The boat has Nitrox on board including rich fills for deco bottles or rebreathers if you need it. Since the fills are done by pumping O2 first and then topping off with air they can't currently top off a tank with Nitrox. Since O2 doesn't grow on trees in PNG divers are encouraged to have their Nitrox tanks topped off with air on every other dive to avoid bleeding off O2. In practice this worked out OK although I would have preferred to have 32% 02 for every dive rather than a sequence of 32, 26, 32, 24, 32, 23... etc. This also required some forethought in some cases such as if you had a 26 % fill for your afternoon dive. In this case it makes more sense to dive air or something close to it on the shallow night dive and then have the full Nitrox fill for the likely deep first dive the next morning.
The boat had a variety of tanks from 13 to 120 cu ft in both steel and aluminum. I was able to set up a pony bottle for a bail out rig in addition to the AL 90 I used for my main cylinder. The boat also rents Draeger Atlantis rebreathers and offers certification classes on both Nitrox and the rebreathers. Techies requiring Helium, doubles, rebreather scrubber fills or other advanced stuff should check in advance with Craig and/or make their own arrangements. This kind of diving might also warrant a full boat charter but this would be a good boat to do it on.
`OK, enough about all this other stuff! What about the diving?´ you ask? Well the word that best describes the diving in this area would be `diverse´. We did deep dives, 90 minute muck dives in 15 feet of water, wreck dives, wall dives, drift dives and dives where you spent the whole dive in one place watching a rock (more on that later). As mentioned in the overview the weather was a disappointing but it wasn't awful either. The seas were mostly calm and visibility was mostly in the 70 to 80 (about 25 M) range. In the northern areas the water was about 82F (27 degC) and was more like 77F (25 degC ) in the southern areas. There was a general lack of large edible species like grouper due to fishing by the villagers but overall the health of the reefs was excellent. Here are some highlights:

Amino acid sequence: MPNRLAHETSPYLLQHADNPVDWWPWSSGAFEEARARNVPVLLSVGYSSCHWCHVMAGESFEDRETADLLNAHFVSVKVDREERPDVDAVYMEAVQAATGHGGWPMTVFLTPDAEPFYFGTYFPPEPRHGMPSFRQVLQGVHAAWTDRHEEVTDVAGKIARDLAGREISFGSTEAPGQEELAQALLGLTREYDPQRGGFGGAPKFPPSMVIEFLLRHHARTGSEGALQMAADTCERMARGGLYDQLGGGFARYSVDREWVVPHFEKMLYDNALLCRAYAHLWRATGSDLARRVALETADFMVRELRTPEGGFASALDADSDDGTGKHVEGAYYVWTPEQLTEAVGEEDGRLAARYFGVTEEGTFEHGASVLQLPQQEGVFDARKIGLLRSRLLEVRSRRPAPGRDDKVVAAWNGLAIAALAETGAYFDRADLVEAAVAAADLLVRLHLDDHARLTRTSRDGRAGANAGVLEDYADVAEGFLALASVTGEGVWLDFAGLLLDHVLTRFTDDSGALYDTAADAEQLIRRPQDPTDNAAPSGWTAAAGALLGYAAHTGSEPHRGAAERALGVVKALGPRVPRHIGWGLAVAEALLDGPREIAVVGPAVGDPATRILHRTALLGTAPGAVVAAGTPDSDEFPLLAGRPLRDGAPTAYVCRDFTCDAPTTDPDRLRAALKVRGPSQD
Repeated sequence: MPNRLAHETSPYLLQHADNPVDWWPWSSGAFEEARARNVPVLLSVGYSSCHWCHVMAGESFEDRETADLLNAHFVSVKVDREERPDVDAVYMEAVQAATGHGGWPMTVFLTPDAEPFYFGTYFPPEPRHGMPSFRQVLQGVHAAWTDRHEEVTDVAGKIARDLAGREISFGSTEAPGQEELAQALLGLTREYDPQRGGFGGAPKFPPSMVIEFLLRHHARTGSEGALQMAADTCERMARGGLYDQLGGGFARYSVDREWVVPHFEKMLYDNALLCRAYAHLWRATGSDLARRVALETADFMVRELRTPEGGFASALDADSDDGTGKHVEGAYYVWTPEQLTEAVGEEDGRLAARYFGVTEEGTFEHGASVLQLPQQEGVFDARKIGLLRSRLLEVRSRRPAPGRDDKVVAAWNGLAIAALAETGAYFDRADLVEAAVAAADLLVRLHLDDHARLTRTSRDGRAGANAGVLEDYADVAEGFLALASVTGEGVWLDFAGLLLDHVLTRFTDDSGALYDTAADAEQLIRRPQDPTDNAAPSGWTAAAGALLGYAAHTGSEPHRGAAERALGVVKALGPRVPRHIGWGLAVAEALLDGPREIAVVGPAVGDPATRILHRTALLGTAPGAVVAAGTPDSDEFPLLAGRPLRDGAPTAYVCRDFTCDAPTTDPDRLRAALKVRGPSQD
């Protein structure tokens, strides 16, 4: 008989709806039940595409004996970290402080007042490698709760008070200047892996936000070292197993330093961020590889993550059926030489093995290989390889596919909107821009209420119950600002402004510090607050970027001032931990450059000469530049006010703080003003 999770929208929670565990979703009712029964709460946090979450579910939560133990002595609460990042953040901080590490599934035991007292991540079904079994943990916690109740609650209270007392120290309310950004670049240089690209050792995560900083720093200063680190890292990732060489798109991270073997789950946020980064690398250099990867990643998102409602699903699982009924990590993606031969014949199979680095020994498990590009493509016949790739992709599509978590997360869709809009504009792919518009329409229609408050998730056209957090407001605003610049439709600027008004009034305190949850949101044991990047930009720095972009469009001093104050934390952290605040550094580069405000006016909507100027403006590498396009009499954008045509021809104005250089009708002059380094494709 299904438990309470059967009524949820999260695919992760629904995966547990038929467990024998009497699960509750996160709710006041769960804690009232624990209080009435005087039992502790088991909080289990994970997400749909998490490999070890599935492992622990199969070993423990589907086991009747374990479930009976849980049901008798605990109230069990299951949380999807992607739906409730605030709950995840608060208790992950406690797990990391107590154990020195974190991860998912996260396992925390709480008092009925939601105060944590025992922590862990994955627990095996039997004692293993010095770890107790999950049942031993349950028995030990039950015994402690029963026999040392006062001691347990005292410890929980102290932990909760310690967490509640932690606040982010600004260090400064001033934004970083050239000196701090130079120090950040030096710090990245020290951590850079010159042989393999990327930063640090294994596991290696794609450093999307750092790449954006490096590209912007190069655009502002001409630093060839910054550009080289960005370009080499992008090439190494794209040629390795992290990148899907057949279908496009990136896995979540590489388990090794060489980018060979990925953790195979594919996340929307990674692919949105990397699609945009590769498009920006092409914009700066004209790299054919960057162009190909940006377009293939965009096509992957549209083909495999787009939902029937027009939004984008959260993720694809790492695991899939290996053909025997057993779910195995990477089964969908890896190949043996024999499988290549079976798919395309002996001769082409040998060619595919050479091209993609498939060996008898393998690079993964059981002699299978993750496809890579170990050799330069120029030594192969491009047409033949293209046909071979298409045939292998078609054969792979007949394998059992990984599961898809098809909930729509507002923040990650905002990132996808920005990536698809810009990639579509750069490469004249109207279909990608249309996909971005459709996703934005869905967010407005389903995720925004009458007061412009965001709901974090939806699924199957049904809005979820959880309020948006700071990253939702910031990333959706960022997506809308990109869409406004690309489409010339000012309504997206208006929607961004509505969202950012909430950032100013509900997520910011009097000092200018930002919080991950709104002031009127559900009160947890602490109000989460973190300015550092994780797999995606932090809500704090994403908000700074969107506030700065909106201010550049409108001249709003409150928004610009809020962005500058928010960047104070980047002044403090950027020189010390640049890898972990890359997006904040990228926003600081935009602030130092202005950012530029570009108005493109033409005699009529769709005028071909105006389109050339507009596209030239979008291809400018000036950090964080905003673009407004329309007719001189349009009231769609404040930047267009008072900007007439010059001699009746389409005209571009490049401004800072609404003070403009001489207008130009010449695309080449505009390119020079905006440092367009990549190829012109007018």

Wreck of the Blackjack: The Blackjack is a WWII era B17 sitting upright and intact in 158 fsw (47 M). The plane was ditched by its crew members in front of a village after two engines gave out due to flak damage. The crew ditched the plane right next to a reef which has the happy result of providing a nice wall to look at while decompressing. The plane is in excellent condition (the tail gun still moves in its mount) and we had sufficient viz to see the whole plane at once. If you are shooting video or pictures make sure you have a good plan before getting in the water as even on Nitrox 26 you only have about 10 minutes of time on the wreck unless you are planning on some serious decompression time.
Dinah's Beach: Wow. This is a cool site. Made famous by Bob and Dinah Halstead this site lives up to its considerable rep. Looking at the beach you can divide it into two distinct areas with two completely different dives. On the left is one of the prettiest walls you'll ever see. Huge sea fans, amazing fields of lettuce coral, schools of big humphead wrasse and two of our divers even saw hammerhead sharks. To the right is the beach area which has some remarkable `muck´ diving. Here we saw mating octopus, mantis shrimp, cuttlefish (although no Flamboyants), clownfish, lots of lionfish (at least 5 species including the secretive twin-spot), several kinds of morays, nudibranchs and more.